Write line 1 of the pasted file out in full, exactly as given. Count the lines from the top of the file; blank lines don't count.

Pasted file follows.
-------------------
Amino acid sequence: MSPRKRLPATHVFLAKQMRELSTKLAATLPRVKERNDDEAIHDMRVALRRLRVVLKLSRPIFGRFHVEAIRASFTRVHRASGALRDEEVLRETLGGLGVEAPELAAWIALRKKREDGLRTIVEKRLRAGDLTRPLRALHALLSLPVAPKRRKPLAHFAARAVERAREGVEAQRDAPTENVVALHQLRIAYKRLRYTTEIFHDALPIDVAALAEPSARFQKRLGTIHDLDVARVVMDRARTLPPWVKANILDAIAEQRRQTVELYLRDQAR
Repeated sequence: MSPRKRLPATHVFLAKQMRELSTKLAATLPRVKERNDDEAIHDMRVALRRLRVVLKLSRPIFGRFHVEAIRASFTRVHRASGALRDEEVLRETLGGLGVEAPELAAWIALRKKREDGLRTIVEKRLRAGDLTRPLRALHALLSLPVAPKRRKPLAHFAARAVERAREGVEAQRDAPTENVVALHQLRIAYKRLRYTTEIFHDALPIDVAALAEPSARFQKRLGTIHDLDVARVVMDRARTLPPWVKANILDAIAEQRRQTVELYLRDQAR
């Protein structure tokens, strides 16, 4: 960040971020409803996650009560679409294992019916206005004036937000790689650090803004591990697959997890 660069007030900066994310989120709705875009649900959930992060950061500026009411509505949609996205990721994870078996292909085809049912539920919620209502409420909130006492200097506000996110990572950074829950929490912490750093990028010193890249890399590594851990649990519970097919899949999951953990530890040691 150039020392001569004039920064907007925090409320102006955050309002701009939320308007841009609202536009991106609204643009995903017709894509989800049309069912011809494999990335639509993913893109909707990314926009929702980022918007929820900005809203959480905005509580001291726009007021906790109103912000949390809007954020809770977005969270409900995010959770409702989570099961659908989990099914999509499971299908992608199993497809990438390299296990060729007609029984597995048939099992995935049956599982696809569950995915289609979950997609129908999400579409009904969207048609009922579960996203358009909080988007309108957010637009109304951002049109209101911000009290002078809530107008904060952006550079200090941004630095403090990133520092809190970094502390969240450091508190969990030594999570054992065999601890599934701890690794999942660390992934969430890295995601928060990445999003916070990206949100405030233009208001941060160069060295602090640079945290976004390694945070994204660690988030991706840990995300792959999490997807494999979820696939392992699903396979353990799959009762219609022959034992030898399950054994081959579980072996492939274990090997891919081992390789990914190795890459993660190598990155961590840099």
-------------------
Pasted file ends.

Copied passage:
Amino acid sequence: MSPRKRLPATHVFLAKQMRELSTKLAATLPRVKERNDDEAIHDMRVALRRLRVVLKLSRPIFGRFHVEAIRASFTRVHRASGALRDEEVLRETLGGLGVEAPELAAWIALRKKREDGLRTIVEKRLRAGDLTRPLRALHALLSLPVAPKRRKPLAHFAARAVERAREGVEAQRDAPTENVVALHQLRIAYKRLRYTTEIFHDALPIDVAALAEPSARFQKRLGTIHDLDVARVVMDRARTLPPWVKANILDAIAEQRRQTVELYLRDQAR